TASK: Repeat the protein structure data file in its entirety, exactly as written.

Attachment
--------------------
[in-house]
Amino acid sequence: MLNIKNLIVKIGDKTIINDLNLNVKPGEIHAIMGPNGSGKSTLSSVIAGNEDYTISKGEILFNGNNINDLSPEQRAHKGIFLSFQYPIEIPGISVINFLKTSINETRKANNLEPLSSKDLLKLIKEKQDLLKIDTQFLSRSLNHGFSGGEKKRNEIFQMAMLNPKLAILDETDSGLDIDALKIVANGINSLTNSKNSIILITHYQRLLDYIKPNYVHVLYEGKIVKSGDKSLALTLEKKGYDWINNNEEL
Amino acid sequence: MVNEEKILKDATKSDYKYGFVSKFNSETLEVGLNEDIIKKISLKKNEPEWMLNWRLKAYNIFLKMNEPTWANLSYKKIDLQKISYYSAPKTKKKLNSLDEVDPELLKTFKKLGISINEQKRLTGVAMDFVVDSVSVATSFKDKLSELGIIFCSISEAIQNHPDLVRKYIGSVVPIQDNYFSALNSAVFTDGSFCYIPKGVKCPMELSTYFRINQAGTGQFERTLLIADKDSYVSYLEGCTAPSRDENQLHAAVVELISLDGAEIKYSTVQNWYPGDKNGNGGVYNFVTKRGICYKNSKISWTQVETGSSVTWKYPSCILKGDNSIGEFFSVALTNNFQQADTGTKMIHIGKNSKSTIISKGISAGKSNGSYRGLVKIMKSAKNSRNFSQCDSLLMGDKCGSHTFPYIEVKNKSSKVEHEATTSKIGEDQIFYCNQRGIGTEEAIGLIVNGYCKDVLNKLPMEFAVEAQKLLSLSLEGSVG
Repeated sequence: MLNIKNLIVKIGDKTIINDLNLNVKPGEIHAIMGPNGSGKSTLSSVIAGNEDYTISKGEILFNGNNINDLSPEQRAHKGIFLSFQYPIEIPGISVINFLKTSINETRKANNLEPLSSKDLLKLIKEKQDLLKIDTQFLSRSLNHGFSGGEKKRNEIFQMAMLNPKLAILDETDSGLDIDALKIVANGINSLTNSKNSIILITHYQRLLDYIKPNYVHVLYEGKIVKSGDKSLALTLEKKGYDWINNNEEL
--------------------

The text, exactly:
[in-house]
Amino acid sequence: MLNIKNLIVKIGDKTIINDLNLNVKPGEIHAIMGPNGSGKSTLSSVIAGNEDYTISKGEILFNGNNINDLSPEQRAHKGIFLSFQYPIEIPGISVINFLKTSINETRKANNLEPLSSKDLLKLIKEKQDLLKIDTQFLSRSLNHGFSGGEKKRNEIFQMAMLNPKLAILDETDSGLDIDALKIVANGINSLTNSKNSIILITHYQRLLDYIKPNYVHVLYEGKIVKSGDKSLALTLEKKGYDWINNNEEL
Amino acid sequence: MVNEEKILKDATKSDYKYGFVSKFNSETLEVGLNEDIIKKISLKKNEPEWMLNWRLKAYNIFLKMNEPTWANLSYKKIDLQKISYYSAPKTKKKLNSLDEVDPELLKTFKKLGISINEQKRLTGVAMDFVVDSVSVATSFKDKLSELGIIFCSISEAIQNHPDLVRKYIGSVVPIQDNYFSALNSAVFTDGSFCYIPKGVKCPMELSTYFRINQAGTGQFERTLLIADKDSYVSYLEGCTAPSRDENQLHAAVVELISLDGAEIKYSTVQNWYPGDKNGNGGVYNFVTKRGICYKNSKISWTQVETGSSVTWKYPSCILKGDNSIGEFFSVALTNNFQQADTGTKMIHIGKNSKSTIISKGISAGKSNGSYRGLVKIMKSAKNSRNFSQCDSLLMGDKCGSHTFPYIEVKNKSSKVEHEATTSKIGEDQIFYCNQRGIGTEEAIGLIVNGYCKDVLNKLPMEFAVEAQKLLSLSLEGSVG
Repeated sequence: MLNIKNLIVKIGDKTIINDLNLNVKPGEIHAIMGPNGSGKSTLSSVIAGNEDYTISKGEILFNGNNINDLSPEQRAHKGIFLSFQYPIEIPGISVINFLKTSINETRKANNLEPLSSKDLLKLIKEKQDLLKIDTQFLSRSLNHGFSGGEKKRNEIFQMAMLNPKLAILDETDSGLDIDALKIVANGINSLTNSKNSIILITHYQRLLDYIKPNYVHVLYEGKIVKSGDKSLALTLEKKGYDWINNNEEL